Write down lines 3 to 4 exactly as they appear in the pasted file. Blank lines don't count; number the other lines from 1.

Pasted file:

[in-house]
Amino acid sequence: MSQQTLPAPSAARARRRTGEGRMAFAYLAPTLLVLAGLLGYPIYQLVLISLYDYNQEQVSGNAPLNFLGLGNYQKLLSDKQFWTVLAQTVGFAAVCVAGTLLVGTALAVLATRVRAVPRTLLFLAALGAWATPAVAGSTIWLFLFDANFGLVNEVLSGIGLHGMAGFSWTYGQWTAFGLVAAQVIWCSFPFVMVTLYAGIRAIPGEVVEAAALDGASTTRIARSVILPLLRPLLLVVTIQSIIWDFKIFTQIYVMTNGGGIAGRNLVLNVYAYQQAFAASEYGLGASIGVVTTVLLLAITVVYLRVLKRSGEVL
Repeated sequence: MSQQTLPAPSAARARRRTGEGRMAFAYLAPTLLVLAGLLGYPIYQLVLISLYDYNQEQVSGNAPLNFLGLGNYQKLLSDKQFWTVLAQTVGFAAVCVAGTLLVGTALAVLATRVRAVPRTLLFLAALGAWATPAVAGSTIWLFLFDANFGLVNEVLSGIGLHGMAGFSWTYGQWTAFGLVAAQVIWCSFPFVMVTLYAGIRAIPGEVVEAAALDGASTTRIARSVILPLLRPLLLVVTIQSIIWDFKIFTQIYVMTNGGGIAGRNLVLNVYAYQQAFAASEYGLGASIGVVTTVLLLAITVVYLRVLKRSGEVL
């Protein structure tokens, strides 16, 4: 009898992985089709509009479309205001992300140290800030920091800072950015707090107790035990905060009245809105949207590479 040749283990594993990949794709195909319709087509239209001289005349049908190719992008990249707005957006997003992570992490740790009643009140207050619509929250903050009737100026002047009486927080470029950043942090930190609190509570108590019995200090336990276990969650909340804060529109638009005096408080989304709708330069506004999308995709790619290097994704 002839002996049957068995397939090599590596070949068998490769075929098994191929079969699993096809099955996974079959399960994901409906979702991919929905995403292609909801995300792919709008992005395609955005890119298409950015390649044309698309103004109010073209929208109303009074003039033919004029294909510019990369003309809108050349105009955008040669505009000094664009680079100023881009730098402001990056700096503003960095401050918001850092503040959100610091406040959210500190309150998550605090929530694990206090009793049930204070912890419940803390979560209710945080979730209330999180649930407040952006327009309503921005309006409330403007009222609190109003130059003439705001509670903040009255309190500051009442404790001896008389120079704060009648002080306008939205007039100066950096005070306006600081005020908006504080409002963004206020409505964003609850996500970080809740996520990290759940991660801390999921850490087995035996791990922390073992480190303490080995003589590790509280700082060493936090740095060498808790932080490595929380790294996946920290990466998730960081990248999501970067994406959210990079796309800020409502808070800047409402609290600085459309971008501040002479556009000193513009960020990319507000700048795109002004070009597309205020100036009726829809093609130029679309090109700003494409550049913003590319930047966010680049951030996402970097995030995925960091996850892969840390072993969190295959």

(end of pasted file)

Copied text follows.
Repeated sequence: MSQQTLPAPSAARARRRTGEGRMAFAYLAPTLLVLAGLLGYPIYQLVLISLYDYNQEQVSGNAPLNFLGLGNYQKLLSDKQFWTVLAQTVGFAAVCVAGTLLVGTALAVLATRVRAVPRTLLFLAALGAWATPAVAGSTIWLFLFDANFGLVNEVLSGIGLHGMAGFSWTYGQWTAFGLVAAQVIWCSFPFVMVTLYAGIRAIPGEVVEAAALDGASTTRIARSVILPLLRPLLLVVTIQSIIWDFKIFTQIYVMTNGGGIAGRNLVLNVYAYQQAFAASEYGLGASIGVVTTVLLLAITVVYLRVLKRSGEVL
């Protein structure tokens, strides 16, 4: 009898992985089709509009479309205001992300140290800030920091800072950015707090107790035990905060009245809105949207590479 040749283990594993990949794709195909319709087509239209001289005349049908190719992008990249707005957006997003992570992490740790009643009140207050619509929250903050009737100026002047009486927080470029950043942090930190609190509570108590019995200090336990276990969650909340804060529109638009005096408080989304709708330069506004999308995709790619290097994704 002839002996049957068995397939090599590596070949068998490769075929098994191929079969699993096809099955996974079959399960994901409906979702991919929905995403292609909801995300792919709008992005395609955005890119298409950015390649044309698309103004109010073209929208109303009074003039033919004029294909510019990369003309809108050349105009955008040669505009000094664009680079100023881009730098402001990056700096503003960095401050918001850092503040959100610091406040959210500190309150998550605090929530694990206090009793049930204070912890419940803390979560209710945080979730209330999180649930407040952006327009309503921005309006409330403007009222609190109003130059003439705001509670903040009255309190500051009442404790001896008389120079704060009648002080306008939205007039100066950096005070306006600081005020908006504080409002963004206020409505964003609850996500970080809740996520990290759940991660801390999921850490087995035996791990922390073992480190303490080995003589590790509280700082060493936090740095060498808790932080490595929380790294996946920290990466998730960081990248999501970067994406959210990079796309800020409502808070800047409402609290600085459309971008501040002479556009000193513009960020990319507000700048795109002004070009597309205020100036009726829809093609130029679309090109700003494409550049913003590319930047966010680049951030996402970097995030995925960091996850892969840390072993969190295959």